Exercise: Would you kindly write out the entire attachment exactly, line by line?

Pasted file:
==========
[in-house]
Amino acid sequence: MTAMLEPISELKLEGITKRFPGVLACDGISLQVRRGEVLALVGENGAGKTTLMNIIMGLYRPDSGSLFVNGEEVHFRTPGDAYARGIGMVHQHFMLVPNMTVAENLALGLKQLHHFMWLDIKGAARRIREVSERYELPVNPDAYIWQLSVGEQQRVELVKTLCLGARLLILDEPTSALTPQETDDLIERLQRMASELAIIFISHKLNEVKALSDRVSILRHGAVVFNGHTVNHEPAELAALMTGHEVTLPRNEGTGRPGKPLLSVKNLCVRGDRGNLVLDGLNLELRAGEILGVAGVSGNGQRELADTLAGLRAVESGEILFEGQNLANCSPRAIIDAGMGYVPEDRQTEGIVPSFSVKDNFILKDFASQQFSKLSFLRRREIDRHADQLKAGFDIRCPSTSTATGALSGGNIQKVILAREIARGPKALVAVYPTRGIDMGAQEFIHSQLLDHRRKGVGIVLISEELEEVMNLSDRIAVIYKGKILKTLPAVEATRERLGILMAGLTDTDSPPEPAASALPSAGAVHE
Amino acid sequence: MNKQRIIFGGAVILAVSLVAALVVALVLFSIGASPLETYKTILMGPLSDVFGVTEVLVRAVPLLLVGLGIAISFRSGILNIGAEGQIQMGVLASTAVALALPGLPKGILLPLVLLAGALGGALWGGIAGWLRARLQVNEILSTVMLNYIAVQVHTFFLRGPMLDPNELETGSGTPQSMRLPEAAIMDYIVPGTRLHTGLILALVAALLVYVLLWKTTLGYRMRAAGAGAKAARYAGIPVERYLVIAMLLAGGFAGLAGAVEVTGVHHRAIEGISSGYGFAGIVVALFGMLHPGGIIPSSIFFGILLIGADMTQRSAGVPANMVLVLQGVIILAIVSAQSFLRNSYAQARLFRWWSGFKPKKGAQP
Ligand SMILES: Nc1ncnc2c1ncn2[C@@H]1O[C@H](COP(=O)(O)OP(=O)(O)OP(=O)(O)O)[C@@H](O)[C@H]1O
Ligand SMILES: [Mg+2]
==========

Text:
[in-house]
Amino acid sequence: MTAMLEPISELKLEGITKRFPGVLACDGISLQVRRGEVLALVGENGAGKTTLMNIIMGLYRPDSGSLFVNGEEVHFRTPGDAYARGIGMVHQHFMLVPNMTVAENLALGLKQLHHFMWLDIKGAARRIREVSERYELPVNPDAYIWQLSVGEQQRVELVKTLCLGARLLILDEPTSALTPQETDDLIERLQRMASELAIIFISHKLNEVKALSDRVSILRHGAVVFNGHTVNHEPAELAALMTGHEVTLPRNEGTGRPGKPLLSVKNLCVRGDRGNLVLDGLNLELRAGEILGVAGVSGNGQRELADTLAGLRAVESGEILFEGQNLANCSPRAIIDAGMGYVPEDRQTEGIVPSFSVKDNFILKDFASQQFSKLSFLRRREIDRHADQLKAGFDIRCPSTSTATGALSGGNIQKVILAREIARGPKALVAVYPTRGIDMGAQEFIHSQLLDHRRKGVGIVLISEELEEVMNLSDRIAVIYKGKILKTLPAVEATRERLGILMAGLTDTDSPPEPAASALPSAGAVHE
Amino acid sequence: MNKQRIIFGGAVILAVSLVAALVVALVLFSIGASPLETYKTILMGPLSDVFGVTEVLVRAVPLLLVGLGIAISFRSGILNIGAEGQIQMGVLASTAVALALPGLPKGILLPLVLLAGALGGALWGGIAGWLRARLQVNEILSTVMLNYIAVQVHTFFLRGPMLDPNELETGSGTPQSMRLPEAAIMDYIVPGTRLHTGLILALVAALLVYVLLWKTTLGYRMRAAGAGAKAARYAGIPVERYLVIAMLLAGGFAGLAGAVEVTGVHHRAIEGISSGYGFAGIVVALFGMLHPGGIIPSSIFFGILLIGADMTQRSAGVPANMVLVLQGVIILAIVSAQSFLRNSYAQARLFRWWSGFKPKKGAQP
Ligand SMILES: Nc1ncnc2c1ncn2[C@@H]1O[C@H](COP(=O)(O)OP(=O)(O)OP(=O)(O)O)[C@@H](O)[C@H]1O
Ligand SMILES: [Mg+2]